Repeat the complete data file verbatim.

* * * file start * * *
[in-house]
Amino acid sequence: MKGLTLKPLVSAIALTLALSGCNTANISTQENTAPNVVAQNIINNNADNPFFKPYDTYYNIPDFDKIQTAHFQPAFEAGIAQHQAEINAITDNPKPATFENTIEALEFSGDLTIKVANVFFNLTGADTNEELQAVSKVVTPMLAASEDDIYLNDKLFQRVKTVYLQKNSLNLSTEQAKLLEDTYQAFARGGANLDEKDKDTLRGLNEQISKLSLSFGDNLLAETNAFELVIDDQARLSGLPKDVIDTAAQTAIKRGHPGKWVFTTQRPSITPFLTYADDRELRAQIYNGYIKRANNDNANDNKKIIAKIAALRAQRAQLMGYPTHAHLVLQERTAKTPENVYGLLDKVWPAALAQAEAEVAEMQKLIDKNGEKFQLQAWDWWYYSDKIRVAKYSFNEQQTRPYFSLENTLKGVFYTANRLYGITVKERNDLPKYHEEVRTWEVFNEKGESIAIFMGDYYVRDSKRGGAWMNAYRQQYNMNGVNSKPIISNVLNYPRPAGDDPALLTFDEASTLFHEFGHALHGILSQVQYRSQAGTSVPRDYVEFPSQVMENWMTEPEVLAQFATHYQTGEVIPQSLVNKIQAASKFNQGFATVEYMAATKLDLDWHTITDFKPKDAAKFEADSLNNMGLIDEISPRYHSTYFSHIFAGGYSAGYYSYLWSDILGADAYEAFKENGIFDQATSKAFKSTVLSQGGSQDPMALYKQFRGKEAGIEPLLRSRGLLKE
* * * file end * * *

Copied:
[in-house]
Amino acid sequence: MKGLTLKPLVSAIALTLALSGCNTANISTQENTAPNVVAQNIINNNADNPFFKPYDTYYNIPDFDKIQTAHFQPAFEAGIAQHQAEINAITDNPKPATFENTIEALEFSGDLTIKVANVFFNLTGADTNEELQAVSKVVTPMLAASEDDIYLNDKLFQRVKTVYLQKNSLNLSTEQAKLLEDTYQAFARGGANLDEKDKDTLRGLNEQISKLSLSFGDNLLAETNAFELVIDDQARLSGLPKDVIDTAAQTAIKRGHPGKWVFTTQRPSITPFLTYADDRELRAQIYNGYIKRANNDNANDNKKIIAKIAALRAQRAQLMGYPTHAHLVLQERTAKTPENVYGLLDKVWPAALAQAEAEVAEMQKLIDKNGEKFQLQAWDWWYYSDKIRVAKYSFNEQQTRPYFSLENTLKGVFYTANRLYGITVKERNDLPKYHEEVRTWEVFNEKGESIAIFMGDYYVRDSKRGGAWMNAYRQQYNMNGVNSKPIISNVLNYPRPAGDDPALLTFDEASTLFHEFGHALHGILSQVQYRSQAGTSVPRDYVEFPSQVMENWMTEPEVLAQFATHYQTGEVIPQSLVNKIQAASKFNQGFATVEYMAATKLDLDWHTITDFKPKDAAKFEADSLNNMGLIDEISPRYHSTYFSHIFAGGYSAGYYSYLWSDILGADAYEAFKENGIFDQATSKAFKSTVLSQGGSQDPMALYKQFRGKEAGIEPLLRSRGLLKE